GlobalEurope still overwhelmed with heat, seaside areas evacuated in Greece: 43°C in...

Europe still overwhelmed with heat, seaside areas evacuated in Greece: 43°C in Sicily, 44 in Spain

In Kouvaras, about 50 km east of the Greek capital, another fire raged, spreading as far as Avavyssos, 40 km south-east of Athens, in the densely populated region of Attica, and this while Greece has been suffering a heat wave since Thursday with peaks of more than 44°C in the center of its territory.

In Cyprus, where temperatures are expected to remain above 40 degrees until Thursday, a 90-year-old man died on Sunday and three other elderly people are hospitalized with heat stroke, authorities said.

43°C in Sicily, 44 in southern Spain

In Italy, records were not broken on Monday, with 39°C in the shade in Rome. The maximum temperature, 43°C, was recorded in Agrigento, Sicily, and Taranto in Puglia, also in the south.

The peak of heat is expected on Tuesday in Sardinia, an island where the mercury could approach 48°C.

“We live in Texas and it’s really hot there. We thought we’d escape the heat, but here it’s even hotter,” Colman Peavy, a 30-year-old American tourist visiting Italy, told AFP. with his wife Ana.

In Spain, which is emerging from an already sweltering week, the weather agency has issued an orange alert for Monday.

In the southern region of Murcia, 44°C was locally reached, 42 near Alicante.

The situation will worsen on Tuesday as some places will be “10 to 15°C” above normal. The alert will turn red over Aragon (north), Catalonia (north-east) and the island of Mallorca (east), with 42° to 44° expected.

The intense heat episode should last until Wednesday, before declining from Thursday.

Barcelona (AP Photo/Emilio Morenatti) ©Copyright 2023 The Associated Press. All rights reserved

“Tropicalization of the climate”

In Europe, warming is twice as fast as the global average, experts note, and Mediterranean countries are particularly affected.

“The hot air which generally descends on the African promontory creating deserts, has moved towards Europe. In this sense, we can speak of a tropicalization of the climate”, explains to AFP Claudio Cassardo, a meteorologist and professor at the University of Turin.

“I can’t stand the heat,” confesses Marian, a taxi driver from Bucharest exposed to very high temperatures.

“That’s why tomorrow I’m taking my wife and children to the mountains”, adds this 51-year-old man, regretting “the time when the seasons were the seasons in Romania”, where the mercury is around 40 on Monday. °.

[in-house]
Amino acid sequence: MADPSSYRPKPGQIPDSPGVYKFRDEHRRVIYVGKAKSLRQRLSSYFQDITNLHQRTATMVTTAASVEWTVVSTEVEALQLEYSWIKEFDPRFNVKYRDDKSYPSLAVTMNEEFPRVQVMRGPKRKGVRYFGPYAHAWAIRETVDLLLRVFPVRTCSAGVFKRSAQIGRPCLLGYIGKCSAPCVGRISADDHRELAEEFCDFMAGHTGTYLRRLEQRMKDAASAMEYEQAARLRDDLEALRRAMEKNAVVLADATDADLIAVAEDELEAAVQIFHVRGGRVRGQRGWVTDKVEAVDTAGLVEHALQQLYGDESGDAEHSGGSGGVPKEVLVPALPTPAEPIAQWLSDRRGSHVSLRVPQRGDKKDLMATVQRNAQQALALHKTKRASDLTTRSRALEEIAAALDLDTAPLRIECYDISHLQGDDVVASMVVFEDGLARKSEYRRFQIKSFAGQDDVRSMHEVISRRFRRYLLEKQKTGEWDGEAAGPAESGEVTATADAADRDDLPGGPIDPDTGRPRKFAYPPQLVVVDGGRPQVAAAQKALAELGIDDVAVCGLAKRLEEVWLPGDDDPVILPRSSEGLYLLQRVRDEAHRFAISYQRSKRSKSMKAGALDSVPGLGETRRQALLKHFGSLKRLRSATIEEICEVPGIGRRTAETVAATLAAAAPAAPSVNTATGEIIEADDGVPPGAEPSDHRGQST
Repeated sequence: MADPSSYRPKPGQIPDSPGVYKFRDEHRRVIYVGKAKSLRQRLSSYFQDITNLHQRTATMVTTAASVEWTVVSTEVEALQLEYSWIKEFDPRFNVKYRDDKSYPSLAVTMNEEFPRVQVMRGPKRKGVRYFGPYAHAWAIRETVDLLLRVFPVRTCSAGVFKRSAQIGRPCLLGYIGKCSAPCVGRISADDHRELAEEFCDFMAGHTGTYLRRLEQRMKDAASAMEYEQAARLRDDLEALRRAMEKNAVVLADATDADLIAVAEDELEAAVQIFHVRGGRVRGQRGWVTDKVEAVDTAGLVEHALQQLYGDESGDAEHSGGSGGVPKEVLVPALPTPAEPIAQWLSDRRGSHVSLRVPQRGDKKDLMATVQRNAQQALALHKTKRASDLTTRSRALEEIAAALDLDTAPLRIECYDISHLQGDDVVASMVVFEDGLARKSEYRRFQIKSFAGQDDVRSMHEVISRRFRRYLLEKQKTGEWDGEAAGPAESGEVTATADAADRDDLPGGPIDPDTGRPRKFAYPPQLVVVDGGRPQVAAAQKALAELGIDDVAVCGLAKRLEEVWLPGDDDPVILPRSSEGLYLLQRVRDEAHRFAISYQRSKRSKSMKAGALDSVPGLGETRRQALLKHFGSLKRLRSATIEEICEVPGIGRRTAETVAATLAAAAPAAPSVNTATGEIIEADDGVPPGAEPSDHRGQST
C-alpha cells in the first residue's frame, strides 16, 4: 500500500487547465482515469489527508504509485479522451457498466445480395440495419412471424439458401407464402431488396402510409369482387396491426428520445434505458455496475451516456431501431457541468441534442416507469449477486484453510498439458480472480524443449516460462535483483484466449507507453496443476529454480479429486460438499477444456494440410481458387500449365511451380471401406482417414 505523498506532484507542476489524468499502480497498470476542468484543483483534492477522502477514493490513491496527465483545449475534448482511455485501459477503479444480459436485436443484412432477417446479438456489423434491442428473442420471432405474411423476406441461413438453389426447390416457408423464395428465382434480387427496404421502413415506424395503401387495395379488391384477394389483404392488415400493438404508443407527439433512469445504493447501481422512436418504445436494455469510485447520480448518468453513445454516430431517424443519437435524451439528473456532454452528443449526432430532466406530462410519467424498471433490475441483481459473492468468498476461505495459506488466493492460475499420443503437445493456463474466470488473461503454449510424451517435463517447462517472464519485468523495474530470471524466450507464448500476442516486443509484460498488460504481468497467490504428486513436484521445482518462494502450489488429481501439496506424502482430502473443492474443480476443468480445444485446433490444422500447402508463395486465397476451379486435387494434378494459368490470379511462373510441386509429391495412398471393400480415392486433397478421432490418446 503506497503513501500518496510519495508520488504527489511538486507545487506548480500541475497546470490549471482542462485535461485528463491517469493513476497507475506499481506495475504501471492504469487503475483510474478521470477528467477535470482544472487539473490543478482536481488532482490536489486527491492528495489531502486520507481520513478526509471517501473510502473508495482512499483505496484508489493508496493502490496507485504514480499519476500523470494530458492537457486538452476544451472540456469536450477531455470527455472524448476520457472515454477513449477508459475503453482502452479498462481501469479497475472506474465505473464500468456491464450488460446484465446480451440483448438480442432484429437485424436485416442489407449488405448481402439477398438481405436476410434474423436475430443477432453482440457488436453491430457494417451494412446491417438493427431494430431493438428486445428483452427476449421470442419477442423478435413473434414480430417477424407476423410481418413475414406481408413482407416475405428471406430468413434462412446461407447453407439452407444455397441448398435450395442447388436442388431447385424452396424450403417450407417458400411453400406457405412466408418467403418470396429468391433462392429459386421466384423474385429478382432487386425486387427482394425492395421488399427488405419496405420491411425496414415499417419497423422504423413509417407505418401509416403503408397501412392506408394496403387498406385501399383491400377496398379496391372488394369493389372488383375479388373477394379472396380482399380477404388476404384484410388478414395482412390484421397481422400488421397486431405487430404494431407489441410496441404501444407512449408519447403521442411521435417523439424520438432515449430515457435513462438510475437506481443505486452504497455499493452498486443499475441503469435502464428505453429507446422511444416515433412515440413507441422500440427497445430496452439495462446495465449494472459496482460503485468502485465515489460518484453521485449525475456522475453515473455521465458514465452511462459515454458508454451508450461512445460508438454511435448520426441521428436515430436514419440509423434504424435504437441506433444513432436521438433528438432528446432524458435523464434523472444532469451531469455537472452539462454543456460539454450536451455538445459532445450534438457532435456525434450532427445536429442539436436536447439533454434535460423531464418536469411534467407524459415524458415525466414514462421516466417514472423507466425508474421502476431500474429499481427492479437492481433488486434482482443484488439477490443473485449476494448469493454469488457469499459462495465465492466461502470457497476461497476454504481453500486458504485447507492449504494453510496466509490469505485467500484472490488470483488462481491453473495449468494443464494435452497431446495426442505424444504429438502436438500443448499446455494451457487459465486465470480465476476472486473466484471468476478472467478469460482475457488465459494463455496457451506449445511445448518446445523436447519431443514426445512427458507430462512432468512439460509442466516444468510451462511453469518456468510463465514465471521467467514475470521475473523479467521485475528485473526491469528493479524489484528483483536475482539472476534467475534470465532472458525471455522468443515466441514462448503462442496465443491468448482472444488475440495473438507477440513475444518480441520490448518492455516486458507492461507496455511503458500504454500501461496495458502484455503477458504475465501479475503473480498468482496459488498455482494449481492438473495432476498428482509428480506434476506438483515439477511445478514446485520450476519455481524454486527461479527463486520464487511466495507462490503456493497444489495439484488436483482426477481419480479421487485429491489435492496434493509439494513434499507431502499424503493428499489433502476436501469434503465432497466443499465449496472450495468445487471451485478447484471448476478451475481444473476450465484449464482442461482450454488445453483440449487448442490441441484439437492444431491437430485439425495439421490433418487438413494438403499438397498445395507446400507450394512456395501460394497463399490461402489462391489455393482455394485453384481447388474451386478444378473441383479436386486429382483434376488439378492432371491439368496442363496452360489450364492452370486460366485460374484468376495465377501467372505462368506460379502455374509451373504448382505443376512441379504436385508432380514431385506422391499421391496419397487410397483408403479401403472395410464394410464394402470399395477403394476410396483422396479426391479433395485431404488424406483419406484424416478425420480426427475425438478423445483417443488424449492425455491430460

Same story in Athens, where Nancy Vikeli stands in the sun from 9 a.m. to 5 p.m. to sell sim cards from a major telephone company.

“The working conditions are very difficult,” admits the young woman. “We often take breaks to cool off and go to the shade.”

Megafires in Canada

In the United States, the weather services observe an “oppressive” heat wave in the south and predict several temperature records.

In the famous Death Valley, in California, one of the hottest places on the planet, the thermometer showed 52°C on Sunday.

Several very violent fires in the south of the state have devastated the evacuation of the population. The largest, Rabbit Fire, burned some 3,200 hectares. He was 35% under control as of Monday morning, authorities said.

In Arizona, the capital Phoenix chained an 18th day above 43°C, equaling its record with another 45°C on Monday afternoon.

This handout photo provided by the British Columbia Wildfire Service on July 16, 2023, shows an aerial view of the Young Creek wildfire in Tweedsmuir South Provincial Park, British Columbia, Canada.  Canadian wildfires have burned more than 10 million hectares (24.7 million acres) this year, a record-breaking figure that has surpassed scientists' most pessimistic predictions, government data showed on July 15, 2023. The prior all-time high occurred in 1989, when 7.3 million hectares were burned over the course of an entire year, according to national figures from the Canadian Interagency Forest Fire Center (CIFFC).  (Photo by Handout / BC Wildfire Service / AFP) / RESTRICTED TO EDITORIAL USE - MANDATORY CREDIT "AFP PHOTO / BC Wildfire Service / Handout" - NO MARKETING NO ADVERTISING CAMPAIGNS - DISTRIBUTED AS A SERVICE TO CLIENTS
British Columbia on July 16, 2023 (Photo by Handout / BC Wildfire Service / AFP)

“Strong to severe thunderstorms, heavy rain and flooding are possible in multiple locations,” particularly in New England, the National Weather Service warned. Other states are threatened.

In Canada, more than ten million hectares have already burned this year, with 882 fires still active on Monday, including 579 considered out of control, explained the Canadian Interagency Forest Fire Center (CIFFC).

Two firefighters died fighting these megafires, authorities said.

The smoke has once again migrated to the United States, triggering air quality alerts in a large part of the American Northeast.

Heatstroke in Japan and China

Japan issued heat stroke alerts on Monday for 32 of its 47 prefectures, which are experiencing temperatures close to the all-time high of 41.1°C reached in 2018.

“The climate has clearly changed. Before, the temperature (in Yamanashi prefecture, near Tokyo) never reached 30°. Now, they are easily reached”, regrets Tomoya Abe, 50, returning from a stay at the campsite to flee his apartment in the capital “where the temperature can rise to 37°”.

This country is also facing torrential rains that have killed at least eight people.

China meanwhile broke a record for mid-July on Sunday, with 52.2°C in the arid region of Xinjiang (west).

Will the “worrying” heat wave observed in several European countries affect Belgium?

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